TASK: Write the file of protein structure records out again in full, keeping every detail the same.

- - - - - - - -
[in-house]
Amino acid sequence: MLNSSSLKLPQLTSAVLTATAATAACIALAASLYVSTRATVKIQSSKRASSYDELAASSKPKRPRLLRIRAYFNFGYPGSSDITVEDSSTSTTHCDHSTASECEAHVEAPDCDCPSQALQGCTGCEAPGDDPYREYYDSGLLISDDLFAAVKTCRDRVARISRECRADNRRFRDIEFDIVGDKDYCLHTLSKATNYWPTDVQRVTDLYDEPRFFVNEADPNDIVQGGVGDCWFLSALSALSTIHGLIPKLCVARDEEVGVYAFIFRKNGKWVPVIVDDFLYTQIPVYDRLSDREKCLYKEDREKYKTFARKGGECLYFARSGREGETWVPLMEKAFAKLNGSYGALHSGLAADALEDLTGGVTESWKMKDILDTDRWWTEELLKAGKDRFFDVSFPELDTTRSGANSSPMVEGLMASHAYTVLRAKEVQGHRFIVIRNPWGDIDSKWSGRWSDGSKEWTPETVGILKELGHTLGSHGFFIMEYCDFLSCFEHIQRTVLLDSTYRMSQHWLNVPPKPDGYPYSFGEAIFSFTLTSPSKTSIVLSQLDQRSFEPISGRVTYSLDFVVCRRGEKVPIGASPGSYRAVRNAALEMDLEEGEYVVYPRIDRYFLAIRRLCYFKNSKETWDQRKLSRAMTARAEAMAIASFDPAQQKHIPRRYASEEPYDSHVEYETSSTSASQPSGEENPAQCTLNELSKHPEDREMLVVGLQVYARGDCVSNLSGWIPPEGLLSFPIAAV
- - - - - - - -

[in-house]
Amino acid sequence: MLNSSSLKLPQLTSAVLTATAATAACIALAASLYVSTRATVKIQSSKRASSYDELAASSKPKRPRLLRIRAYFNFGYPGSSDITVEDSSTSTTHCDHSTASECEAHVEAPDCDCPSQALQGCTGCEAPGDDPYREYYDSGLLISDDLFAAVKTCRDRVARISRECRADNRRFRDIEFDIVGDKDYCLHTLSKATNYWPTDVQRVTDLYDEPRFFVNEADPNDIVQGGVGDCWFLSALSALSTIHGLIPKLCVARDEEVGVYAFIFRKNGKWVPVIVDDFLYTQIPVYDRLSDREKCLYKEDREKYKTFARKGGECLYFARSGREGETWVPLMEKAFAKLNGSYGALHSGLAADALEDLTGGVTESWKMKDILDTDRWWTEELLKAGKDRFFDVSFPELDTTRSGANSSPMVEGLMASHAYTVLRAKEVQGHRFIVIRNPWGDIDSKWSGRWSDGSKEWTPETVGILKELGHTLGSHGFFIMEYCDFLSCFEHIQRTVLLDSTYRMSQHWLNVPPKPDGYPYSFGEAIFSFTLTSPSKTSIVLSQLDQRSFEPISGRVTYSLDFVVCRRGEKVPIGASPGSYRAVRNAALEMDLEEGEYVVYPRIDRYFLAIRRLCYFKNSKETWDQRKLSRAMTARAEAMAIASFDPAQQKHIPRRYASEEPYDSHVEYETSSTSASQPSGEENPAQCTLNELSKHPEDREMLVVGLQVYARGDCVSNLSGWIPPEGLLSFPIAAV